Fall 2019 Season Summary

The Cut Bank Hawkwatch was studied for its second full season in 2019, thanks to generous support from HMANA, the Upper Missouri Breaks Audubon Society, the Glacier County Conservation District, and numerous individuals. Logistical support was provided by HawkWatch International. Forrest English counted the flight with key assistance from Andrew Burmester, Dan Stoken, Kate Atkins, and visits from Beth Hill and the gang from Great Falls. We were delighted that Dan Casey (Jewel Basin Hawk Watch) counted a full day for us in September, pulling in a diverse buteo and eagle flight of 43 birds. Thanks also to Sasha Auer for the amazing Rough-legged Hawk shirt designs and sales support.

From September 1 through November 15, counters occupied the site on 69 days (12 more days than 2018), for a total of 431.51 (2018: 330 hours) – an increased effort over the 2018 season. The average outing was 6.3 hours. This effort yielded a season total of 859 migrants of 17 identifiable species. Thanks to our many donors, counting commenced on September 1, two weeks earlier than the 2018 season. Accordingly, all-time high counts of Swainson’s Hawks (142) and Ferruginous Hawks (58) were recorded. The last Swainson’s Hawk of the season was observed on 9 October, while Ferruginous Hawks continued through 1 November. During our focus month of October, 201.1 hours were observed overall, at 7.2 hours per day on average. Rough-legged Hawk numbers came in a lower than in previous years, at 156 birds (for 2016: 236, 2017: 271, 2018: 243). The standout day of the season was 15 October, with the single-day high count of Rough-legged Hawks at 39 birds, and an overall tally of 95 birds. Also of note this year were 10 total Northern Goshawks.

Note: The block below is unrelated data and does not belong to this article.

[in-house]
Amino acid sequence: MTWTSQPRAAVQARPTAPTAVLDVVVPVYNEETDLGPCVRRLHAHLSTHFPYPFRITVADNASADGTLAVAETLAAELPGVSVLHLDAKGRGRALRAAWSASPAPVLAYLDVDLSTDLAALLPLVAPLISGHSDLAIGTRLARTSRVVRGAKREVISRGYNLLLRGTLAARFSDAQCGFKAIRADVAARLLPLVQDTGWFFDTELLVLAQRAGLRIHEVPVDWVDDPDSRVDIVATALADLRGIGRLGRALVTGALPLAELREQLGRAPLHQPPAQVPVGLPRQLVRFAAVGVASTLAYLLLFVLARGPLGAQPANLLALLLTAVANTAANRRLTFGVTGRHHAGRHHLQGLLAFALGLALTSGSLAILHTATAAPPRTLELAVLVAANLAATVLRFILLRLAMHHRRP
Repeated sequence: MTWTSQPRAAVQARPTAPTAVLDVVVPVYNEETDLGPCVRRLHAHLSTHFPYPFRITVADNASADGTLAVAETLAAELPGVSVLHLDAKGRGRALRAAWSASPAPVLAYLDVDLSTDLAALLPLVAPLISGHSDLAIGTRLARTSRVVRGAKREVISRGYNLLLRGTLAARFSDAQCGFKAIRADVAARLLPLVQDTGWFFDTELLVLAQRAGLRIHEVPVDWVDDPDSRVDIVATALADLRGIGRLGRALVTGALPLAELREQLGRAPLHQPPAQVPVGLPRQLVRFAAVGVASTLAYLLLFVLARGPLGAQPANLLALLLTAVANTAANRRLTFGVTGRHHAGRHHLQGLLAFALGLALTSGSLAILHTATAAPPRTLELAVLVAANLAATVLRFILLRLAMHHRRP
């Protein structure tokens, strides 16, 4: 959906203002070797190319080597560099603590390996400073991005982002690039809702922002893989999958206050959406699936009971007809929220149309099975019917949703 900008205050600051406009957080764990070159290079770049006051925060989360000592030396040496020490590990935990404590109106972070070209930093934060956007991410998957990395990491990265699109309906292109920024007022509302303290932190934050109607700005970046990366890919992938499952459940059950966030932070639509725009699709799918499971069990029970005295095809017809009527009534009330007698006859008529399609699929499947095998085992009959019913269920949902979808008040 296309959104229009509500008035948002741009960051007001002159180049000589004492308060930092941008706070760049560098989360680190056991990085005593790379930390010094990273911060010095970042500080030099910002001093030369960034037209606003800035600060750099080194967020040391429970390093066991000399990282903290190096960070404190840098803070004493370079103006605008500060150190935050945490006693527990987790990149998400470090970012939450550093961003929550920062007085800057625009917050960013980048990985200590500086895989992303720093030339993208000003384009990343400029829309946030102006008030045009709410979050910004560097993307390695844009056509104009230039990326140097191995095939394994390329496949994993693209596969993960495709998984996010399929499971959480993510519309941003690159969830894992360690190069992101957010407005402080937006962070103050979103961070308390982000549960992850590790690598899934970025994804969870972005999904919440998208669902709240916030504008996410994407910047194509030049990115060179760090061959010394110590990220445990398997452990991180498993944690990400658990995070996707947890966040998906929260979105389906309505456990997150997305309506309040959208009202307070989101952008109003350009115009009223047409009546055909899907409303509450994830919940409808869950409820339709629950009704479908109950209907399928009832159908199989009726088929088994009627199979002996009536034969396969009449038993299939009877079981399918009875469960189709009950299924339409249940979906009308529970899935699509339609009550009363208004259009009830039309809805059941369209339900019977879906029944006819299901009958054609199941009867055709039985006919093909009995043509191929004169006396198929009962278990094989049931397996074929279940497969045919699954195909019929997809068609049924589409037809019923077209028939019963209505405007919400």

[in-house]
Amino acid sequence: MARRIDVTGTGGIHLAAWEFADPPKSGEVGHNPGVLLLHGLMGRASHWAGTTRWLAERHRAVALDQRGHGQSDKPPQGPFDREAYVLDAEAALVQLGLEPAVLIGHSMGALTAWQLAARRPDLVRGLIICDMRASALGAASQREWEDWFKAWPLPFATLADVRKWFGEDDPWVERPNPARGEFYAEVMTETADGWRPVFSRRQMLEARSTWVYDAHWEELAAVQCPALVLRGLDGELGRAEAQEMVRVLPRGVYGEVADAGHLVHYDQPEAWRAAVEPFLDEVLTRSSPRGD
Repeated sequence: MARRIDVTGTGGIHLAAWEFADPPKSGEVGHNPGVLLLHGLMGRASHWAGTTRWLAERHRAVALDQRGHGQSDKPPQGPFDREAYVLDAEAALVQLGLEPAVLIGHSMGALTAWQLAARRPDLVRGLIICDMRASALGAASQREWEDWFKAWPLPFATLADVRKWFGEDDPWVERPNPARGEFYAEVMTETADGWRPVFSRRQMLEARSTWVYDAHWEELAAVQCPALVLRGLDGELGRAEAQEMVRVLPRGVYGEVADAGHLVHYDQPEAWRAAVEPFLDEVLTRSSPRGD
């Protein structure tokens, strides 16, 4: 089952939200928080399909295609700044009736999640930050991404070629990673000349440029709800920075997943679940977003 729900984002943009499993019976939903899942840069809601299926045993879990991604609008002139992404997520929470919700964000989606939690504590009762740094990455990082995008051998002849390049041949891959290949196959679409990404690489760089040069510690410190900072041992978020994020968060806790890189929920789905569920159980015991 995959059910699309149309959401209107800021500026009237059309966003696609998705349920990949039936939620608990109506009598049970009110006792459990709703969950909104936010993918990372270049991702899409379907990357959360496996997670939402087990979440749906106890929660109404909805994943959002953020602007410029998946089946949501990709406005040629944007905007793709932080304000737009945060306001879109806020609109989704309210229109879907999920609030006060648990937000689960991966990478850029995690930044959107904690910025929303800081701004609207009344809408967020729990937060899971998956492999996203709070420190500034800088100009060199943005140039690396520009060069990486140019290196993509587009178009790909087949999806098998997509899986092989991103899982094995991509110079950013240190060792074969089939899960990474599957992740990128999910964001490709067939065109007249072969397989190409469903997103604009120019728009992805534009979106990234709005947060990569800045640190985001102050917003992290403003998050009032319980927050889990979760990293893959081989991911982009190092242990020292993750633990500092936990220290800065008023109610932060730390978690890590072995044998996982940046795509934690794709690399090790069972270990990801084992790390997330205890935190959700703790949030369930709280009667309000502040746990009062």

The final count was 1 Turkey Vulture, 4 Osprey, 36 Bald Eagles, 47 Northern Harriers, 52 Sharp-shinned Hawks, 10 Cooper’s Hawks, 10 Northern Goshawk, 4 Broad-winged Hawks, 205 Red-tailed Hawks, 156 Rough-legged Hawks, 142 Swainson’s Hawks, 58 Ferruginous Hawks, 75 Golden Eagles, 7 American Kestrels, 7 Merlin, 1 Peregrine Falcon, 5 Prairie Falcons, 0 Gyrfalcon, 8 Unknown Accipiters, 21 Unknown Buteos, 1 Unknown Eagle, 3 Unknown Falcons, and 6 Unknown Raptors.

To sift data yourself, visit hawkwatch.org or dunkadoo.

2021 Season

We’re currently gearing up for the 2021 season after a pause in 2020. We’ll update the blog with a long, long overdue summary of the 2019 count soon.

Watching hawks in Montana

Cut Bank isn’t the only place to watch hawks in Montana. You can of course watch hawks all day long in Montana if you know where to look, but here’s a rundown of both established and experimental hawk migration study sites across the state.


Image courtesy of HMANA – see map here:


Bridger Mountains Hawkwatch



Montana’s original massive autumn Golden Eagle-heavy hawk watch site not too far from Bozeman. HawkWatch International has really useful information about visiting this site at the link provided above.


GEMS (Golden Eagle Migration Survey)


For another huge Golden Eagle flight right in your face with a stunning view – and some tough, tough hawk watchers – visit this site in the Big Belt Mountains in the autumn season. This site is coordinated by our friends at Montana Audubon.